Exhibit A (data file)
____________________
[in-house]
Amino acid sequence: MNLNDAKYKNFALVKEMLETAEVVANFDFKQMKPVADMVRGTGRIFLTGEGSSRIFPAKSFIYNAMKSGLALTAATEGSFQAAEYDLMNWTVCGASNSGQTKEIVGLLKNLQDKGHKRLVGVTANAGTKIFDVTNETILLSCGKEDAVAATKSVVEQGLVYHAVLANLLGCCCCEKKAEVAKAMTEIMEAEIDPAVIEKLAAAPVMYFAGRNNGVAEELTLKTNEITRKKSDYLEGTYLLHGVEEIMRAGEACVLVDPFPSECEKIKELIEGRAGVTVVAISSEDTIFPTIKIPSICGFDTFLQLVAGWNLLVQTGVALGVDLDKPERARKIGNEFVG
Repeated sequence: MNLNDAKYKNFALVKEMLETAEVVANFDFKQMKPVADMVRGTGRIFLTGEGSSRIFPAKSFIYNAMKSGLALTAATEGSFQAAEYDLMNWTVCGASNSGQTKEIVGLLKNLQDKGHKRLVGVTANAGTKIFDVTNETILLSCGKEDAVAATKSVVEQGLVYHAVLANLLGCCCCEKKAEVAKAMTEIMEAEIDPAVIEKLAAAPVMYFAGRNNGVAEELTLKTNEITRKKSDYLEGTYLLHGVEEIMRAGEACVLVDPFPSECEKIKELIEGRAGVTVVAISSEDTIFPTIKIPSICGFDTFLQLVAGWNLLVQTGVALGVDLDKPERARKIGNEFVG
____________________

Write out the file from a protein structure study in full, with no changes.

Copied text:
[in-house]
Amino acid sequence: MNLNDAKYKNFALVKEMLETAEVVANFDFKQMKPVADMVRGTGRIFLTGEGSSRIFPAKSFIYNAMKSGLALTAATEGSFQAAEYDLMNWTVCGASNSGQTKEIVGLLKNLQDKGHKRLVGVTANAGTKIFDVTNETILLSCGKEDAVAATKSVVEQGLVYHAVLANLLGCCCCEKKAEVAKAMTEIMEAEIDPAVIEKLAAAPVMYFAGRNNGVAEELTLKTNEITRKKSDYLEGTYLLHGVEEIMRAGEACVLVDPFPSECEKIKELIEGRAGVTVVAISSEDTIFPTIKIPSICGFDTFLQLVAGWNLLVQTGVALGVDLDKPERARKIGNEFVG
Repeated sequence: MNLNDAKYKNFALVKEMLETAEVVANFDFKQMKPVADMVRGTGRIFLTGEGSSRIFPAKSFIYNAMKSGLALTAATEGSFQAAEYDLMNWTVCGASNSGQTKEIVGLLKNLQDKGHKRLVGVTANAGTKIFDVTNETILLSCGKEDAVAATKSVVEQGLVYHAVLANLLGCCCCEKKAEVAKAMTEIMEAEIDPAVIEKLAAAPVMYFAGRNNGVAEELTLKTNEITRKKSDYLEGTYLLHGVEEIMRAGEACVLVDPFPSECEKIKELIEGRAGVTVVAISSEDTIFPTIKIPSICGFDTFLQLVAGWNLLVQTGVALGVDLDKPERARKIGNEFVG